I think one of the biggest stereotypes we as vegans face is that of being unhealthy or ‘weaklings’. The vast majority of the population seems to have a preconceived misconception that by not consuming animal products one will instantly shrivel up, become weak and unhealthy. This couldn’t be further from the truth when a well balanced plant based diet is adopted, anything is possible. One of the main aims of Mean Green is to really highlight the inaccuracy of this myth and to educate and empower vegans out there to take pride in their health and fitness as well as to encourage others looking at making the switch to a vegan diet. The Mean Green website gives people the opportunity to take advantage of some great value online personal training and nutrition packages as well as being able to keep up to date with what’s happening in the vegan fitness world and receive advice and tips on improving their training, health and nutrition on a plant based diet. To find out more you can visit www.meangreenpt.com or find us on facebook: ‘Mean Green Personal Training’.

How have your family and friends reacted to your veganism? Have you influenced anyone else to go vegan?

My Mum has always been very supportive given that she has practically been 90% veg herself for most of her life. In fact I used to tease her in my teenage years that she needed to eat more meat – go figure! Though not vegan herself she boasts about it to others and how proud she is of me for sticking to my guns so that has been a really great motivator for me. With most of my friends they are mostly quite respectful. There have been the odd few along the way that upon learning I’m vegan automatically put me in a stereotype box and become suddenly very defensive and almost aggressive. As if my simple act of not eating animal products is in some way an attack on them. That by my trying to make a positive impact it perhaps highlights their not so positive choices. On occasions this sometimes results in a compulsive urge to put me down, ridicule or make fun of me and my decision to not eat animal products in an attempt to make themselves feel better. Let’s face it, no one likes to be made to feel as if what they’re doing is wrong or immoral, which is why I try my best to be relatively non-confrontational on the topic and find some common ground with people.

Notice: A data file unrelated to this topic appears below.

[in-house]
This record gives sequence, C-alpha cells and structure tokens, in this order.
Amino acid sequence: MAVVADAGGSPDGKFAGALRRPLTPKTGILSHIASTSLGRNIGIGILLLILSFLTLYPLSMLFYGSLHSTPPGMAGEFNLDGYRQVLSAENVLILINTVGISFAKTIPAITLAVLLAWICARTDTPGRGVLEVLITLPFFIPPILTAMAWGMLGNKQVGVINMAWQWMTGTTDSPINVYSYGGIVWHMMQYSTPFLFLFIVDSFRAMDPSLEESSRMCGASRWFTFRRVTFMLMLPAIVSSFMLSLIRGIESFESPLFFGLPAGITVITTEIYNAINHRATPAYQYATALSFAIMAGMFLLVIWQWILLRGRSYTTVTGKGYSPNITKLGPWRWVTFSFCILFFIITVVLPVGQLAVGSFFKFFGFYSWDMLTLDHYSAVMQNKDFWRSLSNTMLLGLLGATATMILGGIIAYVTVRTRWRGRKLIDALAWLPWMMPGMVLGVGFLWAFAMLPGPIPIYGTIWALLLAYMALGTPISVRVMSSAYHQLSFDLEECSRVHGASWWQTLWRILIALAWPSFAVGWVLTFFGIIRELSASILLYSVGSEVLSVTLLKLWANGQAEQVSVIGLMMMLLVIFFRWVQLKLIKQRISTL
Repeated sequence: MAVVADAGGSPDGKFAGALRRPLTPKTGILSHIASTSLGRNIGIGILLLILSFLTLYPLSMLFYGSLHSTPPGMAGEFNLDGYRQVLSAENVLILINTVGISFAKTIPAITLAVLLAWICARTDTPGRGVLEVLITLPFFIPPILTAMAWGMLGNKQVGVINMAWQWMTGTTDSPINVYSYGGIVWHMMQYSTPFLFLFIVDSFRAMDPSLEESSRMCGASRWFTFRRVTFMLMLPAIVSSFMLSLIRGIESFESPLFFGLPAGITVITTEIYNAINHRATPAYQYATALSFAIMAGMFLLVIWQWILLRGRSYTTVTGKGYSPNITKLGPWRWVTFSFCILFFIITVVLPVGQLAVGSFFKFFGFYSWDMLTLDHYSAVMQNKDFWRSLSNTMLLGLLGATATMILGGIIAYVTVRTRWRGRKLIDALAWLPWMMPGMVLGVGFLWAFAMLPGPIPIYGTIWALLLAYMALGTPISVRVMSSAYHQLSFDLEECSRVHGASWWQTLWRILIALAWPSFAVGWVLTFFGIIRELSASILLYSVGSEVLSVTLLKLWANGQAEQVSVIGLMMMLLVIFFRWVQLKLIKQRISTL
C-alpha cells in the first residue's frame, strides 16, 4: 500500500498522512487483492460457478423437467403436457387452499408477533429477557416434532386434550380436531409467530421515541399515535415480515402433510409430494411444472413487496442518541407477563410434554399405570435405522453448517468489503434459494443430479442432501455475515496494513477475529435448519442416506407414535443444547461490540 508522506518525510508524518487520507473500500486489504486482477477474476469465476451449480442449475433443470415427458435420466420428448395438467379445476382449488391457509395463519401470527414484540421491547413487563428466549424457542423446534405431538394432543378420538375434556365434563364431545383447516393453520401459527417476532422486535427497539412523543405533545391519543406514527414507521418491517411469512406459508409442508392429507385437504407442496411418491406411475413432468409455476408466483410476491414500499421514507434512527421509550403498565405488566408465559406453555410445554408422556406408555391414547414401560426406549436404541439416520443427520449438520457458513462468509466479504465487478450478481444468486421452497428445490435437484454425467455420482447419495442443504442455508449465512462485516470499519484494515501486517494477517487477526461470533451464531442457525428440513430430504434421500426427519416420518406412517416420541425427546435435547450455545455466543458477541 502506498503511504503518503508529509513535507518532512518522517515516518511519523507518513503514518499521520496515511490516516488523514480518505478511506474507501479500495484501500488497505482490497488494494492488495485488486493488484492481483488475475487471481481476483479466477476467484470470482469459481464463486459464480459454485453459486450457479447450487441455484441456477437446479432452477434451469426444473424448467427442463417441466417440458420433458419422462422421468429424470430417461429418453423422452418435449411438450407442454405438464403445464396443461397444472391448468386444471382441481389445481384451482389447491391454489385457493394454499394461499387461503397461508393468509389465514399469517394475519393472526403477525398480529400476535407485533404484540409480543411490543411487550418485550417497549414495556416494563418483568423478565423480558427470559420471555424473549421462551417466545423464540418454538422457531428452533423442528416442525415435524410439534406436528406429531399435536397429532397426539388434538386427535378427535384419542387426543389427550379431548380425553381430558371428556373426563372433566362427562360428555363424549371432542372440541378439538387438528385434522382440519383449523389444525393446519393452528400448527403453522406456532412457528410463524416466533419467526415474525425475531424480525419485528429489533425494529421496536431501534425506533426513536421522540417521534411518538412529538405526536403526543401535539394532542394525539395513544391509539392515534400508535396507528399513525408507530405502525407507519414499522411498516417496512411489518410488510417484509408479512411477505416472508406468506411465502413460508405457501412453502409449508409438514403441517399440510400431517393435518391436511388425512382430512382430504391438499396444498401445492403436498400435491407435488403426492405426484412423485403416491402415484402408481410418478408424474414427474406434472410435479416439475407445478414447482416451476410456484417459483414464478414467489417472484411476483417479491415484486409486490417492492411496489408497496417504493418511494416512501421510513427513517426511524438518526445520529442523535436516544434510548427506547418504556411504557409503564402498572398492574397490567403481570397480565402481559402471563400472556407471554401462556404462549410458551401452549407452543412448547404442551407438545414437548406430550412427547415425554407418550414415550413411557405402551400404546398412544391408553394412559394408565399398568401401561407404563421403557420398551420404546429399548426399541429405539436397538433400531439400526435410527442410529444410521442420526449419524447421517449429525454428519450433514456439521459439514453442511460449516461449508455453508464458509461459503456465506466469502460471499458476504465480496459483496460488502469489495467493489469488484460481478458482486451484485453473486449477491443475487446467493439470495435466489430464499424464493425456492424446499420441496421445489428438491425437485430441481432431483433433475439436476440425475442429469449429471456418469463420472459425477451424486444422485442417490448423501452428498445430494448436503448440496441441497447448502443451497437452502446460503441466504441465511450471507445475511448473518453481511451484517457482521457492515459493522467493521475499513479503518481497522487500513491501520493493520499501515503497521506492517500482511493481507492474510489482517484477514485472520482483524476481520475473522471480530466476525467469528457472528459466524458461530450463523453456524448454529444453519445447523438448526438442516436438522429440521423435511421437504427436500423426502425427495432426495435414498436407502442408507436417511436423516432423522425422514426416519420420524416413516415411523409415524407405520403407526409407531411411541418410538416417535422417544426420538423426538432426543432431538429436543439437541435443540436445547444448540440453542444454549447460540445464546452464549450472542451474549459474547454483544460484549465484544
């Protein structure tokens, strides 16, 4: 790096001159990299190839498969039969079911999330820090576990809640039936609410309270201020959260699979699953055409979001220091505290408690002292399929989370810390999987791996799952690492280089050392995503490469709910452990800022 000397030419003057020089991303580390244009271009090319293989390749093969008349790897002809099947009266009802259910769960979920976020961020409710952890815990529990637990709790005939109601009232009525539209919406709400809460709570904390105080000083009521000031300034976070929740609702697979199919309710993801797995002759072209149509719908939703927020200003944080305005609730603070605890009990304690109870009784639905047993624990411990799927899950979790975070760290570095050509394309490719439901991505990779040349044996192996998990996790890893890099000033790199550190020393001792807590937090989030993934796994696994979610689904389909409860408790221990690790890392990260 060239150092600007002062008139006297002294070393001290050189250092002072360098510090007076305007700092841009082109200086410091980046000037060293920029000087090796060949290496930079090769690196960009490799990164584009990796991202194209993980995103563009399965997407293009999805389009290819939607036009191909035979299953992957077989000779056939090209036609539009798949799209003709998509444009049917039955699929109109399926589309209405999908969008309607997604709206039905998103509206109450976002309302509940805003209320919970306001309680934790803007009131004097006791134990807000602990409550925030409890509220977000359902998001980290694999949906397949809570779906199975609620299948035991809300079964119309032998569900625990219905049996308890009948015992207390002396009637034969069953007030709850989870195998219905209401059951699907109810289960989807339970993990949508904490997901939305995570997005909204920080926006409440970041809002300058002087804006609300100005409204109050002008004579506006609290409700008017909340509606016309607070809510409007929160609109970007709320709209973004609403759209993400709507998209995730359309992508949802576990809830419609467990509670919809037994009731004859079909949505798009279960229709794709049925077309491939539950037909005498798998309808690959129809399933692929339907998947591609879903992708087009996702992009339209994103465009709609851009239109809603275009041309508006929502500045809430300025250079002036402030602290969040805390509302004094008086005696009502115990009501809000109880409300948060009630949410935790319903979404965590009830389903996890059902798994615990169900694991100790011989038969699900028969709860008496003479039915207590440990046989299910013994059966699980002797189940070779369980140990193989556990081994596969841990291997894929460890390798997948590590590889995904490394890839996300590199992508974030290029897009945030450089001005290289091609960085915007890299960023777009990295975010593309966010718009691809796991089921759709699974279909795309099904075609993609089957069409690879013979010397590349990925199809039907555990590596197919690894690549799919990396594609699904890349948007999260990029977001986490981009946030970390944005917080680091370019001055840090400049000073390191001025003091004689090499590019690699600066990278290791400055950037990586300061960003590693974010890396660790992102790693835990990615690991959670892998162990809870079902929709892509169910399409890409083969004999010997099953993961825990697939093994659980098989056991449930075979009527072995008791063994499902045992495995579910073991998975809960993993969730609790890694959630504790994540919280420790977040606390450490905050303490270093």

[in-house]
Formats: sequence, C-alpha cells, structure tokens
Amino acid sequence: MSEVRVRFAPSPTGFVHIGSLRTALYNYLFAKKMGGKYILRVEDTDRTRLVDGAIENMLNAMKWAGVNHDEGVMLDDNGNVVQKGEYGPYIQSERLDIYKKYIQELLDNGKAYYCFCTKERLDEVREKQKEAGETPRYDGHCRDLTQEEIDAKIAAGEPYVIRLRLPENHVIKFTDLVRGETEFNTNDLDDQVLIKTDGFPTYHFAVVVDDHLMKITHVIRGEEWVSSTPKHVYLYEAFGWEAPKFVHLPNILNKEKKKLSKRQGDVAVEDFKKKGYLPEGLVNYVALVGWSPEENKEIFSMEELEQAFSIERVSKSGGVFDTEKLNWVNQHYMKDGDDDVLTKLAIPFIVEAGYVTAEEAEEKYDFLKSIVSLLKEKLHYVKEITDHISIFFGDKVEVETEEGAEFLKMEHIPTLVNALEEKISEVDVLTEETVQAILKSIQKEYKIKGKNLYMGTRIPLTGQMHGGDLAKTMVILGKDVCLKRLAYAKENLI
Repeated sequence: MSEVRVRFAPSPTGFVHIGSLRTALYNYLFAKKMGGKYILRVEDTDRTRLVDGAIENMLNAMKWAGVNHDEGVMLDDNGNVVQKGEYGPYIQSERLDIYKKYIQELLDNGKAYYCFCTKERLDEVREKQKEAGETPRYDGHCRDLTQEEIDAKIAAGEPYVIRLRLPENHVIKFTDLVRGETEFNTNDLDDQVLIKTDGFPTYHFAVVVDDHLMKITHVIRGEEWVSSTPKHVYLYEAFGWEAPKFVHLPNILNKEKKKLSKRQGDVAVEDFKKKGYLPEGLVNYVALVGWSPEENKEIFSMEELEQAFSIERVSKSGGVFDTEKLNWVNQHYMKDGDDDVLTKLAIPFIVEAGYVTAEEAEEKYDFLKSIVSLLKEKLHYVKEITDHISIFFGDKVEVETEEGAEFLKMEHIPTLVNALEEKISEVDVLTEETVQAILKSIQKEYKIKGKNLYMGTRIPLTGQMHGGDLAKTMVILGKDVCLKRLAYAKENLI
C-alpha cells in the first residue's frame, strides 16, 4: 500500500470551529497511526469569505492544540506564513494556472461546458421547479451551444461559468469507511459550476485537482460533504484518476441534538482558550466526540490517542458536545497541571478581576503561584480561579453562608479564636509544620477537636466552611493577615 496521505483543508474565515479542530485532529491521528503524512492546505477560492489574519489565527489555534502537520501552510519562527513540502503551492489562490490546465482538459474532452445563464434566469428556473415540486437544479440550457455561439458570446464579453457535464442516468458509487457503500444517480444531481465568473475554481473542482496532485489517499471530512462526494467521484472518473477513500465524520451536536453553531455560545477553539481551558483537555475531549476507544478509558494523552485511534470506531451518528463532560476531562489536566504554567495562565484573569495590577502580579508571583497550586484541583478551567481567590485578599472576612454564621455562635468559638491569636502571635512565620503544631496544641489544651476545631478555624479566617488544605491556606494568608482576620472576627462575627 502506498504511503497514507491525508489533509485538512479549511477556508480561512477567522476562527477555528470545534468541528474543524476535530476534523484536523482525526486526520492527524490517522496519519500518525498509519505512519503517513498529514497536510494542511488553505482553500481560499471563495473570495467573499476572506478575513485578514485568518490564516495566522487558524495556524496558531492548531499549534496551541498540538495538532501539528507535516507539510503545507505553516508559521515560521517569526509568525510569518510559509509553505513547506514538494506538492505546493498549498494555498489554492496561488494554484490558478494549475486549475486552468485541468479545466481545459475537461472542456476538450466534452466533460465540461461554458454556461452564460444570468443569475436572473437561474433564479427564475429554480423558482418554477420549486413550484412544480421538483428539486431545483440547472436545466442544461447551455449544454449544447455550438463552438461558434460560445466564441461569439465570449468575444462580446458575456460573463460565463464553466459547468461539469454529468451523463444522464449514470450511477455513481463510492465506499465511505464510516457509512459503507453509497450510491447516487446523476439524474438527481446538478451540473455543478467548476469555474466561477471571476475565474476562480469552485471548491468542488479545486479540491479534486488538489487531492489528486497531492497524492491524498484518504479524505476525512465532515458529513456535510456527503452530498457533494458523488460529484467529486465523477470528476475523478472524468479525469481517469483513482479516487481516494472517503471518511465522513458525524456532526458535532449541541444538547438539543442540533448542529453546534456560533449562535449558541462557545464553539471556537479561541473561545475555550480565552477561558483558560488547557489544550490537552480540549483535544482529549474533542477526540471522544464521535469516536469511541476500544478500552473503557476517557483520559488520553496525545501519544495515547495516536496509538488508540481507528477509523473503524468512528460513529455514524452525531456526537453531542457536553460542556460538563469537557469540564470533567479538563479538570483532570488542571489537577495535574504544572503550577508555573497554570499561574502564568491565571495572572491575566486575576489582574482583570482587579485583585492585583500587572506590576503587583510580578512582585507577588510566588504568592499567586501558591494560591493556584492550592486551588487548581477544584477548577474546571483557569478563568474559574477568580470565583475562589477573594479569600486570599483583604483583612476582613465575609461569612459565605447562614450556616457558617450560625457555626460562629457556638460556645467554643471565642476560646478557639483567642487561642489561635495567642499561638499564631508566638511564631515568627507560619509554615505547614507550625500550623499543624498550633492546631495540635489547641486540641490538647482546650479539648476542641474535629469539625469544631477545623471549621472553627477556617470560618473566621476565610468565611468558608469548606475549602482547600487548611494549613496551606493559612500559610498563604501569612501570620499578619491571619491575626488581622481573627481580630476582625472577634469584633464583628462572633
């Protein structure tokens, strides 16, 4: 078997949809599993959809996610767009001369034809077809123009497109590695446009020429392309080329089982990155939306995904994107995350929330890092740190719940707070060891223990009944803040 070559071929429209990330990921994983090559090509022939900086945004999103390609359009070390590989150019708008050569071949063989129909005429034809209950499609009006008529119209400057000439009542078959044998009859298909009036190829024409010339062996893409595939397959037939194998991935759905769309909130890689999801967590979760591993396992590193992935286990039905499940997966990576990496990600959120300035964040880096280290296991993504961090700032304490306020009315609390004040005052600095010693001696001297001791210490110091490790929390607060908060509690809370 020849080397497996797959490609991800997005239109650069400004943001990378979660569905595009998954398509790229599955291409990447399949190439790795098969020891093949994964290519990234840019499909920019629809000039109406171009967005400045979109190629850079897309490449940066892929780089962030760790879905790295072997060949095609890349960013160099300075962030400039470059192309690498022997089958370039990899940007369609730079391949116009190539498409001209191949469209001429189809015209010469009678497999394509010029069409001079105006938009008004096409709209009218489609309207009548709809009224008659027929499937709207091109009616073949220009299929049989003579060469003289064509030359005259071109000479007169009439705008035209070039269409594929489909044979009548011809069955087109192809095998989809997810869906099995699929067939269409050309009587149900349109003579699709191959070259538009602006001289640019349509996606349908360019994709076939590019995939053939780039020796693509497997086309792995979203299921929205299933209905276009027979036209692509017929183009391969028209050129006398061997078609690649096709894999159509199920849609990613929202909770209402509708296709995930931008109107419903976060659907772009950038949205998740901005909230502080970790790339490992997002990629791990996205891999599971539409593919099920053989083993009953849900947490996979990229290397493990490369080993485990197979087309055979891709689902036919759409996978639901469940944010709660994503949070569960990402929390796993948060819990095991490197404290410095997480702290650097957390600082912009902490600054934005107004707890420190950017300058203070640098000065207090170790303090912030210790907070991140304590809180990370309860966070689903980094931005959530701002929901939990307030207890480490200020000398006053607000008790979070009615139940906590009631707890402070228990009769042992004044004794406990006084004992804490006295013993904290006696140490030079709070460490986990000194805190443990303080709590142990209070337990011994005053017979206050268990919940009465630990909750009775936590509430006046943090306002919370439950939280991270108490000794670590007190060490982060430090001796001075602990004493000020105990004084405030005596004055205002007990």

Meeting new friends

I’d say I’ve influenced a few people I know personally to cut down on their meat intake, go vegetarian or even vegan. In fact just a few weeks ago a night club bouncer I met doing some promotional work decided to go vegan after learning that I was vegan and watching some videos posted on my facebook regarding some of the ethical reasons behind it. He wrote to me to thank me several weeks later for helping him make that positive shift in his life. That was the high point of the week for me!

What do you have to say to people who say that you can’t be a fit healthy vegan?

To that I say…would you like to feel my bulging biceps…haha! No no I’m kidding there obviously! But really most people who know me well enough will know that I’m generally a very active and fit person so I don’t often get this question but on the odd chance I do I’ll usually respond with some examples of exceptional athletic or sporting figures they might know who are vegetarian or vegan. No matter how much I could tell someone about all the nutritional aspects and how eating a well balanced vegan diet is one of the best things you can do for your health, most people I find still respond better to simply seeing examples of exactly that – fit and healthy vegans, which is why I take this approach. Seeing is believing.